After a week on the slopes and a rather long drive home thanks to heavy snowfall, Alessandro and I were pretty exhausted by the time we walked through the door of our apartment in Rome last Sunday afternoon. I managed to squeeze in a 30 minute run (huffing and puffing all the way through it) but other than doing 2 loads of laundry (unavoidable as I spent the latter part of this week in Brussels for work) domestic chores were mostly ignored that day. I overslept just long enough on Monday to be too late for the gym (rather convenient I must admit), but woke up early enough to make a batch of scones which I put in the oven before heading into the shower.
While I am planning a few bigger baking projects in preparation for various birthdays and celebrations coming up (dreaming about chestnut pastry cream and toasted rice creme patissiere), I also have a list of smaller projects I want to tackle, one of which is to better understand how to substitute different ingredients (different types of flour, liquid and solid sweeteners as well as different types of fat). One substitution I have been experimenting with for a while is substituting olive oil for other fats.
I am not the first person (nor will I be the last) to go on about the health benefits of olive oil. Neither am I a nutrionist. As such, suffice it to say that by now we all know that unsatured fats are better for us (and for our hearts) than sticks of butter. Leaving aside the obvious health benefits I also like the long shelf life of olive oil. I hate wasting or throwing away food but, with a busy job and busy travel schedule thanks to family in Germany and Belgium it’s sometimes unavoidable. Equally, I sometimes come home from trips and am eager to get baking only to find an empty fridge staring back at me. But, I always have several types of flour, different types of sugar as well as olive oil to hand.
Depending on the recipe, using olive oil instead of butter isn’t always a success. First, using olive oil changes the taste of cakes, muffins and cookies and, depending on the type of oil you use it can result in an overpowering grassy taste which does not work with everything. Also, olive oil has a higher fat content than butter (ca. 99% versus ca. 83%) so you cannot replace butter with olive oil 1:1 – you will have to adjust the liquid ingredients to make up for the difference (so 100g butter should be replaced with 83g olive oil and 17g liquid, e.g. milk). Last but not least, olive oil is liquid at room temperature … making it quite tricky ro “rub” olive oil into flour the way some recipes require. Nonetheless, olive oil can be used to great effects in many recipes, whether it is these scones, brownies, muffins or even a home-made chocolate spread for slathering on freshly baked bread.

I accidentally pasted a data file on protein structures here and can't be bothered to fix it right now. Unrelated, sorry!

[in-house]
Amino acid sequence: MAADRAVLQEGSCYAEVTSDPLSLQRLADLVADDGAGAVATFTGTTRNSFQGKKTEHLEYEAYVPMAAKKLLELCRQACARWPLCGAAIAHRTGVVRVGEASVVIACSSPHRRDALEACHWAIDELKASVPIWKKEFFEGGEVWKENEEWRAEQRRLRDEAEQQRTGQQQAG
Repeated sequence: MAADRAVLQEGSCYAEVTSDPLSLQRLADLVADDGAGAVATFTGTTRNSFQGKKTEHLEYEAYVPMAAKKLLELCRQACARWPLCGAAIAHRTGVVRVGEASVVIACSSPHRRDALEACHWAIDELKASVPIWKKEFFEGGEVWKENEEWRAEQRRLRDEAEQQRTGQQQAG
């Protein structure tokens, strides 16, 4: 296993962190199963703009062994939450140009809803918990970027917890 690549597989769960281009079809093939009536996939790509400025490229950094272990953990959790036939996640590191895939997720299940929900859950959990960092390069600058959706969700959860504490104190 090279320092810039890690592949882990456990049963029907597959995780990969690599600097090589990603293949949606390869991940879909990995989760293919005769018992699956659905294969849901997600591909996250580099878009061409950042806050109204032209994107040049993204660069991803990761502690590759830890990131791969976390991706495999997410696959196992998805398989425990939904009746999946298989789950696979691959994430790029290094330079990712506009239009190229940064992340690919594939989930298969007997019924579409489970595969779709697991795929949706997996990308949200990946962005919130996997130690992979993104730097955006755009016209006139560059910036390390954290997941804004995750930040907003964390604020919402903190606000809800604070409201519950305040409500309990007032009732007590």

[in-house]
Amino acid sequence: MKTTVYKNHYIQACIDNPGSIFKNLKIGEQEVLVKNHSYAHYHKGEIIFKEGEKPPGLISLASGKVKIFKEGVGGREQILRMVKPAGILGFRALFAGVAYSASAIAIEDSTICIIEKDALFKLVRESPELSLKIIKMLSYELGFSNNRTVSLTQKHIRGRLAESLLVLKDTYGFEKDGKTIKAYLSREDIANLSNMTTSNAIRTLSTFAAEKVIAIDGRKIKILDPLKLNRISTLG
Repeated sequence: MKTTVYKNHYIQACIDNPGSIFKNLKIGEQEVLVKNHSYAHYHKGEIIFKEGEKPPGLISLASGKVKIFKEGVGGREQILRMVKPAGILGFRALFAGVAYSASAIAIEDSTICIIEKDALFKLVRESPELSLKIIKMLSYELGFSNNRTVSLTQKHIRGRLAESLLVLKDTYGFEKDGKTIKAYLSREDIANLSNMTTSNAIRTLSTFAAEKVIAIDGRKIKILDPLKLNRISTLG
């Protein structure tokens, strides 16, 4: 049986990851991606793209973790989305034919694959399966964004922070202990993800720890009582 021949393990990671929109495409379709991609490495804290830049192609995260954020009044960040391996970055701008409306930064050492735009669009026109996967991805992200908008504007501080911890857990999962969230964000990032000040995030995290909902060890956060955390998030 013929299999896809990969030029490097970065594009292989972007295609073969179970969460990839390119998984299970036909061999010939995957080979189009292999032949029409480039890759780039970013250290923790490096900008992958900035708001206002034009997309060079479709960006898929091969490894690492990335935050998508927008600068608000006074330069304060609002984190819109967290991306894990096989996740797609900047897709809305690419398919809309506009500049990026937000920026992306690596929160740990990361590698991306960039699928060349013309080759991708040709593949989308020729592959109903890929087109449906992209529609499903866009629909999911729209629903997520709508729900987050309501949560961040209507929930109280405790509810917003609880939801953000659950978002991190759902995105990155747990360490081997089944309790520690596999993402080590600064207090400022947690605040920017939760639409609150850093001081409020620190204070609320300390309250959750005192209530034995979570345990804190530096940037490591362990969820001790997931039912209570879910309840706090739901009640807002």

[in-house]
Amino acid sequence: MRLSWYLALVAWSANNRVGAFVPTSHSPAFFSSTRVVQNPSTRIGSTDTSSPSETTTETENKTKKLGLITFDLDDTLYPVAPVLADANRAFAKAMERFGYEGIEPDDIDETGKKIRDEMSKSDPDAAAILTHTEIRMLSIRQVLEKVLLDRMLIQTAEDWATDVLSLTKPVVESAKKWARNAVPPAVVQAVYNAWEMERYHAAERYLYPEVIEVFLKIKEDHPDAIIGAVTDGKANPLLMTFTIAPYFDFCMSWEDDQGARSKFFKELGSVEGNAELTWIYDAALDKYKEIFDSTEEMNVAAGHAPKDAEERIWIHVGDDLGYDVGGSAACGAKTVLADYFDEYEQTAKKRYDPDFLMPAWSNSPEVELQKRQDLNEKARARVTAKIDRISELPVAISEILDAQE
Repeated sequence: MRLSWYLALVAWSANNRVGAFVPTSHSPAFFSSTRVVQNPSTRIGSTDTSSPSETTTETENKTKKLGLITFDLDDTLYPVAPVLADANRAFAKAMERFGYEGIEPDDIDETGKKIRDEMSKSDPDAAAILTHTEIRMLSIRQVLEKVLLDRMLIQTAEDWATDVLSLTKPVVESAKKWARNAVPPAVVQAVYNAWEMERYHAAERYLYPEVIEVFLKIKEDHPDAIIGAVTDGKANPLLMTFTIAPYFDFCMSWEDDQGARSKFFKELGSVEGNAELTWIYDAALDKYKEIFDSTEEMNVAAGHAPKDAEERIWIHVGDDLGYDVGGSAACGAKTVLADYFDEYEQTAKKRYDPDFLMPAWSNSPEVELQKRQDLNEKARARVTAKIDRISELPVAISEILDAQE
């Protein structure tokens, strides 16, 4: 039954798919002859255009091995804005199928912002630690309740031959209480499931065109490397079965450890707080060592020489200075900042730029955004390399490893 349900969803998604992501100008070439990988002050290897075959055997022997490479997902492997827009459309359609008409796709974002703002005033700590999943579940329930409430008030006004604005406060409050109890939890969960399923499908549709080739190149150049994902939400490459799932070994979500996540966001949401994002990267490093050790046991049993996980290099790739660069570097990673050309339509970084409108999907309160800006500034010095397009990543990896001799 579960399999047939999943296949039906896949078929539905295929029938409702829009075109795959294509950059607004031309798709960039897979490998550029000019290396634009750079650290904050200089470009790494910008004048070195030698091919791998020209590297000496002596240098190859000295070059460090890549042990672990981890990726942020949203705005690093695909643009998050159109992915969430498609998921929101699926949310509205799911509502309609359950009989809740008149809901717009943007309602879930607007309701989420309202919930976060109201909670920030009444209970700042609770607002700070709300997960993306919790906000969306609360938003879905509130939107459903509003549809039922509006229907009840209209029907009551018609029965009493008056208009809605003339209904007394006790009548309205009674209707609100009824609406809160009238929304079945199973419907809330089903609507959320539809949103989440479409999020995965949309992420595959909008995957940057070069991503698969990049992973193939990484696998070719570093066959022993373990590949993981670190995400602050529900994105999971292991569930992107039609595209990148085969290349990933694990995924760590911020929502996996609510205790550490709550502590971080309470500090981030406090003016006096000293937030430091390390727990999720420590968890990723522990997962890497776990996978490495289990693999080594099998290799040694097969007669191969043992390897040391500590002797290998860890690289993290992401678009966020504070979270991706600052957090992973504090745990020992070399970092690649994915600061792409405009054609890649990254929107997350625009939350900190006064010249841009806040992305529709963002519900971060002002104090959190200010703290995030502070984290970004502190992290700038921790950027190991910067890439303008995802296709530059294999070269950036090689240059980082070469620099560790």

This was the first time I made scones with olive oil. A quick search on foodgawker gave me comfort that others had gone there before me and had succeeded. I used my own scone recipe and the dough was initially much wetter than when I had used butter in the past given the higher percentage of liquid ingredients. I therefore added extra flour to make up for this. The result was a light and, dare I say, buttery, scone – so good fresh out of the oven that I immediately abandoned my plans of cutting my scone in half and slathering some blueberry jam on both sides and just ate it as it was, paired with a shot of strong espresso.
Wholemeal Spelt Cocoa Olive Oil Scones
Ingredients, makes 8 small scones
200g wholemeal spelt flour
50g cocoa powder
60g brown sugar
1 tsp baking powder
1 pinch of salt
110ml olive oil
1/4 tsp sea salt flakes
1. Pre-heat the oven to 180 degrees and line a baking tray with baking paper.
2. Combine the dry ingredients in a bowl until the cocoa powder is evenly distributed.
3. Mix the milk with the olive oil and pour over the dry ingredients.
4. Using a spoon or a fork stir the wet ingredients into the dry ingredients until the mixture forms a round ball of dough. Don’t worry, the dough will be a bit sticky.
5. Carefully lift the ball of dough onto the baking tray and roll into a circle ca. 3cm in height. Using a knife cut circle into 8 wedges. Scatter the fleur de sel on top.
6. Place the baking tray in the oven and bake scones for ca. 25 minutes. Leave to cool for at least 5 minutes (during this time the scones will firm up slightly, allowing you to lift them off the tray without the scones crumbling).
As ever, scones are best eaten when freshly made and I had one, still warm from the oven, with a strong espresso on the side, the perfect accompaniment for these dark scones for breakast the other day. Even after a day or two these scones are still great, ideally cut in half and lightly toasted before spreading on some salted butter and jam (apricot or raspberry would be nice I reckon).